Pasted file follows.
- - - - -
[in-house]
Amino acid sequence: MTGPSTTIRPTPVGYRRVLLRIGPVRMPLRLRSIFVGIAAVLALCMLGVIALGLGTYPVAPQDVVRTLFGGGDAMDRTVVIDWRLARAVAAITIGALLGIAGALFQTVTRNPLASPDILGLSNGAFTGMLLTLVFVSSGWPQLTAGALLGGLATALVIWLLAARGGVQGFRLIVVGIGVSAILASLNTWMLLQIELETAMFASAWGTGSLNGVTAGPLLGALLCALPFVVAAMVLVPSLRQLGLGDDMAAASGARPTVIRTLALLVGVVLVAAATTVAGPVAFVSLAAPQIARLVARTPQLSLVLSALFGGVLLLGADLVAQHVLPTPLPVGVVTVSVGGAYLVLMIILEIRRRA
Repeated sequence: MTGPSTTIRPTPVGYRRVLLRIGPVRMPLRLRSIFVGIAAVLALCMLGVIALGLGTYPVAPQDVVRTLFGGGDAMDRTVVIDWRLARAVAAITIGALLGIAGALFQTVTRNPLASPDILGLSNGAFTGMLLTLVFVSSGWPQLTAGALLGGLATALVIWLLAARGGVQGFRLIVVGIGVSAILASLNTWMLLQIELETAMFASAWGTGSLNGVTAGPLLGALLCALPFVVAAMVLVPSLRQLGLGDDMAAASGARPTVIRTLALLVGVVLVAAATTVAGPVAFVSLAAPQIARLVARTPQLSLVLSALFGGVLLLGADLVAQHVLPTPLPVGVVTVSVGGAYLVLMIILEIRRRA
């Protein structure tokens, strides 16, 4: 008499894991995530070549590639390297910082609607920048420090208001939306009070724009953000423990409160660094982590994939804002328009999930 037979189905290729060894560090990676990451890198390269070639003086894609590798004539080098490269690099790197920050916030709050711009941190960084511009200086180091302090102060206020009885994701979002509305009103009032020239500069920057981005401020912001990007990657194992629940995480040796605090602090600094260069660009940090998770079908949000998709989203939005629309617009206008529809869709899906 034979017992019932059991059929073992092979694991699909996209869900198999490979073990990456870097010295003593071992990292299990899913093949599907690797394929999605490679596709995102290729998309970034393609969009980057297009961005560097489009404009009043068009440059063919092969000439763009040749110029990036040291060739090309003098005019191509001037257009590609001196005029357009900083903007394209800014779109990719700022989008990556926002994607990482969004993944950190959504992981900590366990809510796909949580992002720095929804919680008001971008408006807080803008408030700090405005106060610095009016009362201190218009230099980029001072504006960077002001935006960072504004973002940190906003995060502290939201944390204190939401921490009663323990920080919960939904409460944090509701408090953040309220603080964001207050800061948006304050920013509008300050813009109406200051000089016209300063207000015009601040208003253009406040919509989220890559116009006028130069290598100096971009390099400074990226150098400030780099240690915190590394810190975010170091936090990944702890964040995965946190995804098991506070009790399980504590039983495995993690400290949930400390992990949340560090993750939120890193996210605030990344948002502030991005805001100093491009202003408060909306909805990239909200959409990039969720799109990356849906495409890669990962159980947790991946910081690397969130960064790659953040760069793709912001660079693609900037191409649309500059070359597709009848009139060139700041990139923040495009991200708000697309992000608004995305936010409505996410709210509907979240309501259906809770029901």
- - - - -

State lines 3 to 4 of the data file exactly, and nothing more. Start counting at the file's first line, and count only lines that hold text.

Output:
Repeated sequence: MTGPSTTIRPTPVGYRRVLLRIGPVRMPLRLRSIFVGIAAVLALCMLGVIALGLGTYPVAPQDVVRTLFGGGDAMDRTVVIDWRLARAVAAITIGALLGIAGALFQTVTRNPLASPDILGLSNGAFTGMLLTLVFVSSGWPQLTAGALLGGLATALVIWLLAARGGVQGFRLIVVGIGVSAILASLNTWMLLQIELETAMFASAWGTGSLNGVTAGPLLGALLCALPFVVAAMVLVPSLRQLGLGDDMAAASGARPTVIRTLALLVGVVLVAAATTVAGPVAFVSLAAPQIARLVARTPQLSLVLSALFGGVLLLGADLVAQHVLPTPLPVGVVTVSVGGAYLVLMIILEIRRRA
């Protein structure tokens, strides 16, 4: 008499894991995530070549590639390297910082609607920048420090208001939306009070724009953000423990409160660094982590994939804002328009999930 037979189905290729060894560090990676990451890198390269070639003086894609590798004539080098490269690099790197920050916030709050711009941190960084511009200086180091302090102060206020009885994701979002509305009103009032020239500069920057981005401020912001990007990657194992629940995480040796605090602090600094260069660009940090998770079908949000998709989203939005629309617009206008529809869709899906 034979017992019932059991059929073992092979694991699909996209869900198999490979073990990456870097010295003593071992990292299990899913093949599907690797394929999605490679596709995102290729998309970034393609969009980057297009961005560097489009404009009043068009440059063919092969000439763009040749110029990036040291060739090309003098005019191509001037257009590609001196005029357009900083903007394209800014779109990719700022989008990556926002994607990482969004993944950190959504992981900590366990809510796909949580992002720095929804919680008001971008408006807080803008408030700090405005106060610095009016009362201190218009230099980029001072504006960077002001935006960072504004973002940190906003995060502290939201944390204190939401921490009663323990920080919960939904409460944090509701408090953040309220603080964001207050800061948006304050920013509008300050813009109406200051000089016209300063207000015009601040208003253009406040919509989220890559116009006028130069290598100096971009390099400074990226150098400030780099240690915190590394810190975010170091936090990944702890964040995965946190995804098991506070009790399980504590039983495995993690400290949930400390992990949340560090993750939120890193996210605030990344948002502030991005805001100093491009202003408060909306909805990239909200959409990039969720799109990356849906495409890669990962159980947790991946910081690397969130960064790659953040760069793709912001660079693609900037191409649309500059070359597709009848009139060139700041990139923040495009991200708000697309992000608004995305936010409505996410709210509907979240309501259906809770029901």